The former president of a Pekin-based teachers’ credit union was sentenced Friday to three years in federal prison for fraudulent loan practices that cost the business more than a half-million dollars.

Charles Juska, 54, is not “a bad man” and didn’t profit from his crimes, his judge said. The credit union’s board of directors also suspected his activities for at least two years. “Some of this could’ve been headed off.”

That’s in part why U.S. District Judge James Shadid in Peoria handed Juska about half of the minimum punishment that federal sentence guidelines called for in his case.

He will go to prison, however, “because Americans have lost faith in many of the institutions” in which they entrust their savings, and those who abuse that faith must be punished, Shadid said.

Juska did so, his defense attorney said, when he “thought of himself as the rule keeper who could make his own” over the last five of the 17 years he served as president of the Tazewell County School Employees Credit Union.

Between 2005-2010, he fraudulently issued and extended dozens of loans and covered customers’ defaults by opening loans in other customers’ names without their knowledge.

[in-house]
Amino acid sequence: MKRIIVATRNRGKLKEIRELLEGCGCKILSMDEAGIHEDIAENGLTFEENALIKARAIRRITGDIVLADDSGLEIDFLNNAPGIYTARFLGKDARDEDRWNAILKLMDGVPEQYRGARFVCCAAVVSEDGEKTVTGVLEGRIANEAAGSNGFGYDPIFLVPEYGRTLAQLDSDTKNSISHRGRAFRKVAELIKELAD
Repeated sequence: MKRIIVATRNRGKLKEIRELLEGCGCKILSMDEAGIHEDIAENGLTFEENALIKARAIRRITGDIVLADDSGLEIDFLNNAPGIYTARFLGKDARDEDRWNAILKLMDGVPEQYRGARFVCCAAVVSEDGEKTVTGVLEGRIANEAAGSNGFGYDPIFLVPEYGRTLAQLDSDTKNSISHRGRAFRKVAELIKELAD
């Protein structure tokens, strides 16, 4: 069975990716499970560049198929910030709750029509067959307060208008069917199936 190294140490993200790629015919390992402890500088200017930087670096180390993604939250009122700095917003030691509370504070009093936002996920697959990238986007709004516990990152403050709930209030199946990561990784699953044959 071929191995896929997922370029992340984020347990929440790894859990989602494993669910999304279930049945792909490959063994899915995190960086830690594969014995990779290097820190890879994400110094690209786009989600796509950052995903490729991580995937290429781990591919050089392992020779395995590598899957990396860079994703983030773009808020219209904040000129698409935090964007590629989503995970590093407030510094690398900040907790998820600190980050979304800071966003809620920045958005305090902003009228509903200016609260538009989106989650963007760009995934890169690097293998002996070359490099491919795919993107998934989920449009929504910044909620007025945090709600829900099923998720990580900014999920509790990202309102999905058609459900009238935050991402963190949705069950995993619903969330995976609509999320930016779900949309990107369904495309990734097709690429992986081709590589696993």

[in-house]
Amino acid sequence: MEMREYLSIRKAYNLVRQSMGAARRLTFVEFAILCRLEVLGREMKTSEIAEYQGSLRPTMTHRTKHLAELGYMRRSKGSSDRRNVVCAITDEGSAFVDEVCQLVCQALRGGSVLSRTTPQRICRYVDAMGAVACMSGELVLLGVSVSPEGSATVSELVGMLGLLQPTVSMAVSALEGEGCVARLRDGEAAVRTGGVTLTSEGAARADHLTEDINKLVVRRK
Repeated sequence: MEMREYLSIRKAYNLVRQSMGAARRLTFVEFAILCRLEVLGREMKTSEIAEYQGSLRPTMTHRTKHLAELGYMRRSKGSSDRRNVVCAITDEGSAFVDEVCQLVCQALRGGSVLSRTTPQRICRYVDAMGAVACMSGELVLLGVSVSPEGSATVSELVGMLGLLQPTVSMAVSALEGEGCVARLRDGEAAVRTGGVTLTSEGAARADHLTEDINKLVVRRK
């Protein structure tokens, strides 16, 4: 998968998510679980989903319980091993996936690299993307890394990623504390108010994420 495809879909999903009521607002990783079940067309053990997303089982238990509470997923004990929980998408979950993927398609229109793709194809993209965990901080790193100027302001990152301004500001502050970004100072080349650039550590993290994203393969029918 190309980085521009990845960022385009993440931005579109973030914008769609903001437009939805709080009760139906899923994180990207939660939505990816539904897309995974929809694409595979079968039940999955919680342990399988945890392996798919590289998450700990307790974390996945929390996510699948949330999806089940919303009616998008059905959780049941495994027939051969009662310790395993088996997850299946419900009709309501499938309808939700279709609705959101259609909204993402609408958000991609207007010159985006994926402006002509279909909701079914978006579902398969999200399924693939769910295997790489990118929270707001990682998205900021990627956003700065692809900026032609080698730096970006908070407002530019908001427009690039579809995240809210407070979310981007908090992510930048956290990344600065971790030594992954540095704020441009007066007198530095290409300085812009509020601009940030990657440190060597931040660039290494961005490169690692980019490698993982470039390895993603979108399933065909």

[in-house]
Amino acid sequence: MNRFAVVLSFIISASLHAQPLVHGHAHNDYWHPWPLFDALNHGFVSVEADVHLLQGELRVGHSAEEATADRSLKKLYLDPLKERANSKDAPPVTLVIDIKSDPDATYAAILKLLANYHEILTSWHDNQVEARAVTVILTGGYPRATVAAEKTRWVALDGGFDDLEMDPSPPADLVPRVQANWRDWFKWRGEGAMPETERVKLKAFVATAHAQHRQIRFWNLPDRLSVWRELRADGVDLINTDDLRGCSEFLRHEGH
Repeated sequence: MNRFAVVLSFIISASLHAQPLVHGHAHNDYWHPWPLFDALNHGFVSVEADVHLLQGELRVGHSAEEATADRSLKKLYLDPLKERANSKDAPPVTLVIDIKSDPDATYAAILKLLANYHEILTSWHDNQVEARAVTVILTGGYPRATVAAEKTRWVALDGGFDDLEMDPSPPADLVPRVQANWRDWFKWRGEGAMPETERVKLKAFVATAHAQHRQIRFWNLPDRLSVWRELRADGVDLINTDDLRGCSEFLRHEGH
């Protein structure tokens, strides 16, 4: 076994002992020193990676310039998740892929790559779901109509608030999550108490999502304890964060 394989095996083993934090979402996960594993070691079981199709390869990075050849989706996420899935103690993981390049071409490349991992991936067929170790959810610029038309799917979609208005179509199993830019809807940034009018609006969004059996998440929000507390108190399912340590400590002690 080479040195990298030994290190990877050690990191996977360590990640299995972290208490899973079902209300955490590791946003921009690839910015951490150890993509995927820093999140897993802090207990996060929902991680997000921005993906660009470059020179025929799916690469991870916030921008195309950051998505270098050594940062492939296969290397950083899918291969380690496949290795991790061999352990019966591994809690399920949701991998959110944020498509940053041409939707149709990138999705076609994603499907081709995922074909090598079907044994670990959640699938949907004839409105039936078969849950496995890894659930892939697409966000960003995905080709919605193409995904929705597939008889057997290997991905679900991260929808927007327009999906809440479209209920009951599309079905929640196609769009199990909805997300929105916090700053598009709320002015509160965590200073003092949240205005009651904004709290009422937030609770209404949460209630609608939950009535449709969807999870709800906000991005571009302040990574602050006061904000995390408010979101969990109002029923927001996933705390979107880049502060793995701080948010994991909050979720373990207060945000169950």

He concealed delinquent loans from state and federal regulators as well as the board of the not-for-profit union, which serves about 3,000 teachers and family members. A jury convicted him last May of 11 counts of bank fraud, misapplication of credit union funds and false entry to credit union records.

Defense attorney Joel Brown said in Juska’s trial that he sought only to help credit union members who had fallen on “hard times” by issuing loans to customers without collateral and keeping them from defaulting.

Juska, his voice shaking with emotion, told Shadid on Friday he realizes now that, “I put the interests of the borrowers ahead of the credit union, and it crossed into criminality.”

Juska was dismissed in 2010 after a series of audits revealed his actions and was indicted four years later. Brown said he’s worked in recent years “selling hot dogs at the ball park” and working with special needs children at an area high school.

With his prison term, he also will be ordered to pay restitution to the credit union of an amount to be determined at a March 28 hearing. He’ll be allowed to remain free until a week after that hearing.

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